Whenever I visit the bookstore, I find every photography book out there talks about rules, guidelines and recommendations for better photography. There’s really no motivation behind these books other than teaching you how to make better photos, and they suggest doing so by shooting “correctly” or using Photoshop, or more often a combination of the two. Follow their teachings and in no time, you will command photography like a real pro.
So what do we have? We have books about the “basic rules for better photography”, “tips for sharp photos”, “composition for better digital photos” and “understanding exposure”. These books will even teach you how “to see creatively”.
Just buy the book and you will see things you haven’t seen before.
But don’t be surprised, there are in fact many people who insist art doesn’t have any rules (I guess I must have just imagined all these books, articles, websites and lectures about “good photography”), however, after claiming there are no rules in photography, they will immediately say something like “anyway, great photographers make their own rules” and if they are really confused they will state that “good photographers just break the rules”.
When people talk about “no rules” in photography they often talk about breaking the rules. If you search Google for “no rules photography” other than getting links to my sites and books, the only other result you see is “no rules= breaking the rules”.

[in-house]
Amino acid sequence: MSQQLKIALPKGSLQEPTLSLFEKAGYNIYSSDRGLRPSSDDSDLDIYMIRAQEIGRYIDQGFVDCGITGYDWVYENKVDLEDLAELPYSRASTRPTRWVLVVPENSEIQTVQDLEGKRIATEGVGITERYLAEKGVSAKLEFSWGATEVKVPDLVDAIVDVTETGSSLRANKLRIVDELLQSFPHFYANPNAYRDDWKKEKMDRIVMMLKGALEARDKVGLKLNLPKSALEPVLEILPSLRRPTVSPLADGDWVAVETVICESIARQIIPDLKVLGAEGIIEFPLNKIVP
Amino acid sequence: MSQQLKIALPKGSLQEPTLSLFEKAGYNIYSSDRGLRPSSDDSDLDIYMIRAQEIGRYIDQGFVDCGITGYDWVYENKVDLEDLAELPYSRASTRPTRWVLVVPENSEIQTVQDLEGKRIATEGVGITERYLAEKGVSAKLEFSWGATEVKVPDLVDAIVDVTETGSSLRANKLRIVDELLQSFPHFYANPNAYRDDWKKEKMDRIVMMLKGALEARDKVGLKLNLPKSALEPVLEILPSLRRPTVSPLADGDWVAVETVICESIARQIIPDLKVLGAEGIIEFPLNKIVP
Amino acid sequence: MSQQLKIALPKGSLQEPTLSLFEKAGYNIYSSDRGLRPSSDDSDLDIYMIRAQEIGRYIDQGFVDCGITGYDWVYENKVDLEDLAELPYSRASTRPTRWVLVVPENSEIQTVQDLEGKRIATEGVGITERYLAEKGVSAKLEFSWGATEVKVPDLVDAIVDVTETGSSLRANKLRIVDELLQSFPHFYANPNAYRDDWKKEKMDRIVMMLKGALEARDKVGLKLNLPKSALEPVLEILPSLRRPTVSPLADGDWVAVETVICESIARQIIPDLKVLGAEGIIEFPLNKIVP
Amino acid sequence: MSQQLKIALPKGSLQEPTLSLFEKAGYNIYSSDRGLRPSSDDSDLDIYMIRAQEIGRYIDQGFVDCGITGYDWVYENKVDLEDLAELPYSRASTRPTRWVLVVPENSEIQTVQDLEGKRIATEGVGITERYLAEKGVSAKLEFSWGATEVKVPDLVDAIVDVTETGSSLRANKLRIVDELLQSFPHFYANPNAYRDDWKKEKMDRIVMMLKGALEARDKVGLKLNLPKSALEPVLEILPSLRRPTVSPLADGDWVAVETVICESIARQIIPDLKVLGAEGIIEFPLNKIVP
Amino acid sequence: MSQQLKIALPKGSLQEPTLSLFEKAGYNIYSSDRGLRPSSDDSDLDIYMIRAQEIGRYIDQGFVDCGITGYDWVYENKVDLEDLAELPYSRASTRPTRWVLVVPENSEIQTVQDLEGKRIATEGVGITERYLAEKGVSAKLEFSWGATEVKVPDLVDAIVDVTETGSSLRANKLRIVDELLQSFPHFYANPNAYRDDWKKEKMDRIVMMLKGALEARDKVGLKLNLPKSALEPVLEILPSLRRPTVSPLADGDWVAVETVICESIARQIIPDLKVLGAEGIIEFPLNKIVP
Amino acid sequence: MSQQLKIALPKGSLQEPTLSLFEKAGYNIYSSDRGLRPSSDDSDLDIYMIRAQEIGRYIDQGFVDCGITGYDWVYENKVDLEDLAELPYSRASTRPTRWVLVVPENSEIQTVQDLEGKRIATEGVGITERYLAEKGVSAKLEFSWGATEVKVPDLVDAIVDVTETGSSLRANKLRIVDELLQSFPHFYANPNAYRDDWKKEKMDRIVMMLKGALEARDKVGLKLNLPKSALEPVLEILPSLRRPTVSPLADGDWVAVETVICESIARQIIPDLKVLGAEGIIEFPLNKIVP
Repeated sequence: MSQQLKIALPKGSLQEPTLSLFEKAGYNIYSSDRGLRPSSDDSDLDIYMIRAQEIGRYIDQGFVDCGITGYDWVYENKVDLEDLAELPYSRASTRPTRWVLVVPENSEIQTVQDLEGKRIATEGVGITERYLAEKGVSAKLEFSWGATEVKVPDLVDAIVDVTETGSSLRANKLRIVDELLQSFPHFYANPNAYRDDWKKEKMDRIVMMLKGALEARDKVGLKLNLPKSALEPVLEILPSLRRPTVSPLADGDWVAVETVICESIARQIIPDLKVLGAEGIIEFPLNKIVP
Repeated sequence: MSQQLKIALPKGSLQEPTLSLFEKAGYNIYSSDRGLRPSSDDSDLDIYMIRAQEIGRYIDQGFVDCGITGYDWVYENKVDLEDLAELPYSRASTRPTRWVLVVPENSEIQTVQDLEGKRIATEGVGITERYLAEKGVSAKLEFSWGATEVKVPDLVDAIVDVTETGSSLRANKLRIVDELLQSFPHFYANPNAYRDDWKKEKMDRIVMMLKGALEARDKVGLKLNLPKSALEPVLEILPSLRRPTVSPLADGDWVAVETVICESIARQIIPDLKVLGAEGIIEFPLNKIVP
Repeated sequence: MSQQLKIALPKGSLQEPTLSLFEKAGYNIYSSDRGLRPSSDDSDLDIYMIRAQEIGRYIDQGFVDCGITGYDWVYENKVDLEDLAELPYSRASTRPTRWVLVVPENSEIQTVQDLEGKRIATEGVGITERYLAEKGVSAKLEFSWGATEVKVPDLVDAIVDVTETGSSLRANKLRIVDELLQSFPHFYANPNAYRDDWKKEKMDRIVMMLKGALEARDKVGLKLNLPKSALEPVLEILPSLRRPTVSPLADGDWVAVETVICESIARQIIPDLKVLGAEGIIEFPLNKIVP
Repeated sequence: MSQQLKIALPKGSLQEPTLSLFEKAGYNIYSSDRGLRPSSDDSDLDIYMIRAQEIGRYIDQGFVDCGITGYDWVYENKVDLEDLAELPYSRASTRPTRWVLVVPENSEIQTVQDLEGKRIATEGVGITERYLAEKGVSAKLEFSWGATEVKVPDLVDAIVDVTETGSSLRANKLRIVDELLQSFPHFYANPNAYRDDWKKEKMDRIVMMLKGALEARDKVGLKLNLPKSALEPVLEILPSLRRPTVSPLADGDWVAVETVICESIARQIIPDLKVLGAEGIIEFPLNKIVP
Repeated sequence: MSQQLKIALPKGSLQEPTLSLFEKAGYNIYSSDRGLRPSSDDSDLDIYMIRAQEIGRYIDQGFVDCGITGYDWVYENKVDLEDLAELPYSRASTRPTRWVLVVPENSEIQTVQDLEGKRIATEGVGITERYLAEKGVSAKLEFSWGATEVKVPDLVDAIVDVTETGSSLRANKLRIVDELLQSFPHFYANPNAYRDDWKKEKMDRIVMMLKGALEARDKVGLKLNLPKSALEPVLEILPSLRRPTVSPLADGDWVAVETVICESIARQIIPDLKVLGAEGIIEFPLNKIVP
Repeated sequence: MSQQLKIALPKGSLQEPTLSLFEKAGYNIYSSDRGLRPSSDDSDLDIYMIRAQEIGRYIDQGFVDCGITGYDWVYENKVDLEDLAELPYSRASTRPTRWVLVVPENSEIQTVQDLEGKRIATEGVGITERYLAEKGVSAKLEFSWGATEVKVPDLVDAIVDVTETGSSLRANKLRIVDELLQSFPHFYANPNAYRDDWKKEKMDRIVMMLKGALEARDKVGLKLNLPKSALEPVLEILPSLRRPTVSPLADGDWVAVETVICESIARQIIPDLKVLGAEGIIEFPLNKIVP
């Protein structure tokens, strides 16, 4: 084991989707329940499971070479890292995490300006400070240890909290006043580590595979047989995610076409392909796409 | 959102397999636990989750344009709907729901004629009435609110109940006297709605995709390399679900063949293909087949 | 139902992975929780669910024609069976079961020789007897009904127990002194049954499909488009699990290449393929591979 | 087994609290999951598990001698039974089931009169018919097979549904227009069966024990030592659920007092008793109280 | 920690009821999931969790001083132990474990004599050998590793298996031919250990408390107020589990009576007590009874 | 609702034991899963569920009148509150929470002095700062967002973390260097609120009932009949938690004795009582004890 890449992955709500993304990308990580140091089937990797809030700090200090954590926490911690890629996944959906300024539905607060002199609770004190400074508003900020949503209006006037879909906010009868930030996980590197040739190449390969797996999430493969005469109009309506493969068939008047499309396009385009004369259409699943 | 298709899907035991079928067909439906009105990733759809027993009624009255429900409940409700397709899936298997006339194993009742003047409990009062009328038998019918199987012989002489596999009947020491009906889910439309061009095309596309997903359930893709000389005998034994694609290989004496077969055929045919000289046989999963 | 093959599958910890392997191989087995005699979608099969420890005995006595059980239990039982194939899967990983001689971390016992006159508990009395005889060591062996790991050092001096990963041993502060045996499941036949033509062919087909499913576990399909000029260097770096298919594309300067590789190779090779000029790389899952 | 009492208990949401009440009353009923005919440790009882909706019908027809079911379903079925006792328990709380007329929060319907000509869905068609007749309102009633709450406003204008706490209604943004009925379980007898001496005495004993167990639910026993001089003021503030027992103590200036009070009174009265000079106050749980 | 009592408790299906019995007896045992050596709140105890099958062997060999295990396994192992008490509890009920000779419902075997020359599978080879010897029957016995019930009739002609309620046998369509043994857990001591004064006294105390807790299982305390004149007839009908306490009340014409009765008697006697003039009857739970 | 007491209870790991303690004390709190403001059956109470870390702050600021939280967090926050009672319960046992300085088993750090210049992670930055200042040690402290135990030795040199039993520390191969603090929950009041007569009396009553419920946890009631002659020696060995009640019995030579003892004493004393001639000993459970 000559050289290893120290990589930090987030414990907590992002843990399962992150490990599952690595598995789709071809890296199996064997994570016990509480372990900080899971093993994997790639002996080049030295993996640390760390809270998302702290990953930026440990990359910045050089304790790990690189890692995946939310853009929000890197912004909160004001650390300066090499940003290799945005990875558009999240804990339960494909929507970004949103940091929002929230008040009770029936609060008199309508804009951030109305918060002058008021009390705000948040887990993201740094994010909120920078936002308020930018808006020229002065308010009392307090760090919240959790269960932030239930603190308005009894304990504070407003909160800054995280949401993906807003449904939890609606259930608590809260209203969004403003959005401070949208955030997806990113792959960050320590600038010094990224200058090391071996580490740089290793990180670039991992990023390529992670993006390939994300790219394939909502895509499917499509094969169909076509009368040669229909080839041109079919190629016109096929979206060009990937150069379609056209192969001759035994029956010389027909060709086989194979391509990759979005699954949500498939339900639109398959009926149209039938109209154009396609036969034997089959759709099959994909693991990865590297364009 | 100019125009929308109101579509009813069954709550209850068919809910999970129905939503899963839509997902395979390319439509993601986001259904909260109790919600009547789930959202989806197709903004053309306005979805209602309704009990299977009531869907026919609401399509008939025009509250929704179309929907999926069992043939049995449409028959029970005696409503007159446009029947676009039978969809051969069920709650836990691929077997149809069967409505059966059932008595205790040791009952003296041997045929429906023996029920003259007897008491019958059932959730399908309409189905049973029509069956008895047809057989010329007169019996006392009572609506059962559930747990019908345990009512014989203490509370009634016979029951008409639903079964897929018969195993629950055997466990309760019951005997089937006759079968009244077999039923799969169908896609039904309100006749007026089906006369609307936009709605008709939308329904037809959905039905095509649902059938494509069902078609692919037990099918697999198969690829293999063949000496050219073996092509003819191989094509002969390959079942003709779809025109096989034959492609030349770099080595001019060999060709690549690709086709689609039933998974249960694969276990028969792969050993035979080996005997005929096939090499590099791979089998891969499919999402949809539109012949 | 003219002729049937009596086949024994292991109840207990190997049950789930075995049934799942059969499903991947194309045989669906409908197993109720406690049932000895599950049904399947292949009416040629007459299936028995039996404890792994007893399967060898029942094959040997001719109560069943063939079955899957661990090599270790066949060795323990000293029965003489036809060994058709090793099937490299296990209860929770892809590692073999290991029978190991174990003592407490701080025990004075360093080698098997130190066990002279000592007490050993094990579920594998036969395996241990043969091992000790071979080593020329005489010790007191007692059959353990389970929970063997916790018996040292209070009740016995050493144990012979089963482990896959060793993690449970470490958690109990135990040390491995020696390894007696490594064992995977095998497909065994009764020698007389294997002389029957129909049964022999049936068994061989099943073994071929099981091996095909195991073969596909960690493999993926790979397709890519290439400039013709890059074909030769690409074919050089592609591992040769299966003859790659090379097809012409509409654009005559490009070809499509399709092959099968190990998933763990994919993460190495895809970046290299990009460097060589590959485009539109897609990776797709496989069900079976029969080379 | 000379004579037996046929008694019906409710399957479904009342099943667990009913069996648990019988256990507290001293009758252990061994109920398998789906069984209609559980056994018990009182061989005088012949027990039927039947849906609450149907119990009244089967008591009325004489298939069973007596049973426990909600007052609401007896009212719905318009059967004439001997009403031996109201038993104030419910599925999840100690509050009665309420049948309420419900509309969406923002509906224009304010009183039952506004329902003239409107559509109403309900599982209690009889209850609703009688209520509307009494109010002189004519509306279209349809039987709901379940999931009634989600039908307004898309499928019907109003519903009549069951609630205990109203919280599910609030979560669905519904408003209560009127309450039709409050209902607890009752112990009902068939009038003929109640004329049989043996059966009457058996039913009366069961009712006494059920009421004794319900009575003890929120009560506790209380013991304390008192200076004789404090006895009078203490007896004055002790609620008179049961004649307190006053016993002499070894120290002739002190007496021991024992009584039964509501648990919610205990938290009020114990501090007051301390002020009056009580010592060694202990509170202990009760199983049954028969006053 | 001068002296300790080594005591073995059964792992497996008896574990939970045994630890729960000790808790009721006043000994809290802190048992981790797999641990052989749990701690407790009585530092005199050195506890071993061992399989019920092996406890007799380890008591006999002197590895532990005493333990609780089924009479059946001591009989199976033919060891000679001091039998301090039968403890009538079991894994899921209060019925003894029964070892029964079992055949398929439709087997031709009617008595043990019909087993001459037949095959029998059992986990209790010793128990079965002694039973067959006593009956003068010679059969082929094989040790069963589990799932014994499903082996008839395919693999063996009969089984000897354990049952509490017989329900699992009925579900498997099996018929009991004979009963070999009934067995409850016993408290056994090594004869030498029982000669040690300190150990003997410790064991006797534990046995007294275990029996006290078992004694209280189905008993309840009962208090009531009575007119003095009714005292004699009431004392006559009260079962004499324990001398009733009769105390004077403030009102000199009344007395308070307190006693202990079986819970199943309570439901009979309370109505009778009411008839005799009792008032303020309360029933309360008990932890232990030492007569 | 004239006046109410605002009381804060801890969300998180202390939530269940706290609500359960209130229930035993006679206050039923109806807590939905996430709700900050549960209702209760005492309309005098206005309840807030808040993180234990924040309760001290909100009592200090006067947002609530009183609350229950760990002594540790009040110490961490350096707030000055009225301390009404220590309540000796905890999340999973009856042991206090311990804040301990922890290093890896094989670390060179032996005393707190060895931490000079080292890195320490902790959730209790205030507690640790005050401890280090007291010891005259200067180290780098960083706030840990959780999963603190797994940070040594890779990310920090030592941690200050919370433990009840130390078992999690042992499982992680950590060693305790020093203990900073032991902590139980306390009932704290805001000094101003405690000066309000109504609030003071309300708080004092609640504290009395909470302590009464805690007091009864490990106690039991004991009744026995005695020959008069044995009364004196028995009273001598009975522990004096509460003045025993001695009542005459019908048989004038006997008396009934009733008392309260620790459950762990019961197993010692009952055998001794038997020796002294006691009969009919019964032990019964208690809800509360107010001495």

Breaking the rules of course demands that you actually learn the rules, and you’d better learn them well. Or else you might not break them correctly.
Give me a break! (pun intended)
By the way, just so we are clear, Rules are not always called Rules, in fact very often they are hiding behind lovely and less provoking words such as: guidelines, tips, instructions, fundamentals, principles, recommendations and so on.
So keep that in mind.
OK, rules or not, the question still stands: why shouldn’t you follow the rules? We all want to make better photos, right?
So why not learn the conventions to good composition?
In fact it seems the common theory is that beginners need a set of rules or at least some kind of uniformity and structure in order to learn the basics of photography and help them achieve that greatness in photography.
And just then, once they rank Master Photographers they can set out to the wonderful road of breaking the rules…
I tell you; sometimes I think I live in the twilight zone.
And I promise you I heard it so many times “good photographers make their own rules” that I will surely cry if I hear it once again.
Good photographers don’t make any rules, they just make good photos.
And let me say this: if one is going to learn photography from a book or from a teacher with an objective to follow someone else’s idea of what is good photography, they are less likely to take chances, dare or
come up with their own style and approach.
So yes, we all want to make great photos but we are more likely to find them if we trust
our own drive and creative intuition.